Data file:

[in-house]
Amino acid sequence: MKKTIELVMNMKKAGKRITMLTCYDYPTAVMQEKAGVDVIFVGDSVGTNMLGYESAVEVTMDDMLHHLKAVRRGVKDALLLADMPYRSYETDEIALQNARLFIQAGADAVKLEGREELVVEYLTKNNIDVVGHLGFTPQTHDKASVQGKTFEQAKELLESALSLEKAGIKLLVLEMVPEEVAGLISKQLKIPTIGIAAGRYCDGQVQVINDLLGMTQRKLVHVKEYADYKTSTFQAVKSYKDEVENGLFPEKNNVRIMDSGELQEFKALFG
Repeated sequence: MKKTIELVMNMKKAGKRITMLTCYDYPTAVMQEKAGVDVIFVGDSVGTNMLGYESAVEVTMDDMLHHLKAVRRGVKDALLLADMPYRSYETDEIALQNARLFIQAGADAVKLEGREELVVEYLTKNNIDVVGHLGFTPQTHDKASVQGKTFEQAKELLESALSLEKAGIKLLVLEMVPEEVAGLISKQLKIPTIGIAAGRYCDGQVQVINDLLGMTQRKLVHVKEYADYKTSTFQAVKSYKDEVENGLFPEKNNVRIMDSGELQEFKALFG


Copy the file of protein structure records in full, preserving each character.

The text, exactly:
[in-house]
Amino acid sequence: MKKTIELVMNMKKAGKRITMLTCYDYPTAVMQEKAGVDVIFVGDSVGTNMLGYESAVEVTMDDMLHHLKAVRRGVKDALLLADMPYRSYETDEIALQNARLFIQAGADAVKLEGREELVVEYLTKNNIDVVGHLGFTPQTHDKASVQGKTFEQAKELLESALSLEKAGIKLLVLEMVPEEVAGLISKQLKIPTIGIAAGRYCDGQVQVINDLLGMTQRKLVHVKEYADYKTSTFQAVKSYKDEVENGLFPEKNNVRIMDSGELQEFKALFG
Repeated sequence: MKKTIELVMNMKKAGKRITMLTCYDYPTAVMQEKAGVDVIFVGDSVGTNMLGYESAVEVTMDDMLHHLKAVRRGVKDALLLADMPYRSYETDEIALQNARLFIQAGADAVKLEGREELVVEYLTKNNIDVVGHLGFTPQTHDKASVQGKTFEQAKELLESALSLEKAGIKLLVLEMVPEEVAGLISKQLKIPTIGIAAGRYCDGQVQVINDLLGMTQRKLVHVKEYADYKTSTFQAVKSYKDEVENGLFPEKNNVRIMDSGELQEFKALFG